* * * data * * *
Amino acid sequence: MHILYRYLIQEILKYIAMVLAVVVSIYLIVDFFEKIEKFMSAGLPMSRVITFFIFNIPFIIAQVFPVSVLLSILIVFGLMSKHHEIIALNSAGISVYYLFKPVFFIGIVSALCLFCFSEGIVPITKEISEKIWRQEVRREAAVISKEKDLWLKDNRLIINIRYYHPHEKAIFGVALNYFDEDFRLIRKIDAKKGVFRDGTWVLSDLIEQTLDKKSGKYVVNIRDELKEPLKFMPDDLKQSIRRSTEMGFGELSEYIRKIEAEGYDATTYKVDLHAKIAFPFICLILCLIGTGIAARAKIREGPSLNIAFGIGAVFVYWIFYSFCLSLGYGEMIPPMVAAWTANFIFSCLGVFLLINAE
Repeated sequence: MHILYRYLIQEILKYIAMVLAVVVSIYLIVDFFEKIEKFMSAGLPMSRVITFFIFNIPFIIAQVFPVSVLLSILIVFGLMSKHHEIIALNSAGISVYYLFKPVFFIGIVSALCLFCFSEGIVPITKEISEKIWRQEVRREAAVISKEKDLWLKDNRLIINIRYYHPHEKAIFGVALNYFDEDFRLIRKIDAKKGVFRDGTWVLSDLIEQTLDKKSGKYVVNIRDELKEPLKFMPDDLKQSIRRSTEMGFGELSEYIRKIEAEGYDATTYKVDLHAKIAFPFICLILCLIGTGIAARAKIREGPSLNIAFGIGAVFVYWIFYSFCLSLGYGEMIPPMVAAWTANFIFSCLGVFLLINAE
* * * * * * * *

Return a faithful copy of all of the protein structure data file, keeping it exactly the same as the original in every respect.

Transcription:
Amino acid sequence: MHILYRYLIQEILKYIAMVLAVVVSIYLIVDFFEKIEKFMSAGLPMSRVITFFIFNIPFIIAQVFPVSVLLSILIVFGLMSKHHEIIALNSAGISVYYLFKPVFFIGIVSALCLFCFSEGIVPITKEISEKIWRQEVRREAAVISKEKDLWLKDNRLIINIRYYHPHEKAIFGVALNYFDEDFRLIRKIDAKKGVFRDGTWVLSDLIEQTLDKKSGKYVVNIRDELKEPLKFMPDDLKQSIRRSTEMGFGELSEYIRKIEAEGYDATTYKVDLHAKIAFPFICLILCLIGTGIAARAKIREGPSLNIAFGIGAVFVYWIFYSFCLSLGYGEMIPPMVAAWTANFIFSCLGVFLLINAE
Repeated sequence: MHILYRYLIQEILKYIAMVLAVVVSIYLIVDFFEKIEKFMSAGLPMSRVITFFIFNIPFIIAQVFPVSVLLSILIVFGLMSKHHEIIALNSAGISVYYLFKPVFFIGIVSALCLFCFSEGIVPITKEISEKIWRQEVRREAAVISKEKDLWLKDNRLIINIRYYHPHEKAIFGVALNYFDEDFRLIRKIDAKKGVFRDGTWVLSDLIEQTLDKKSGKYVVNIRDELKEPLKFMPDDLKQSIRRSTEMGFGELSEYIRKIEAEGYDATTYKVDLHAKIAFPFICLILCLIGTGIAARAKIREGPSLNIAFGIGAVFVYWIFYSFCLSLGYGEMIPPMVAAWTANFIFSCLGVFLLINAE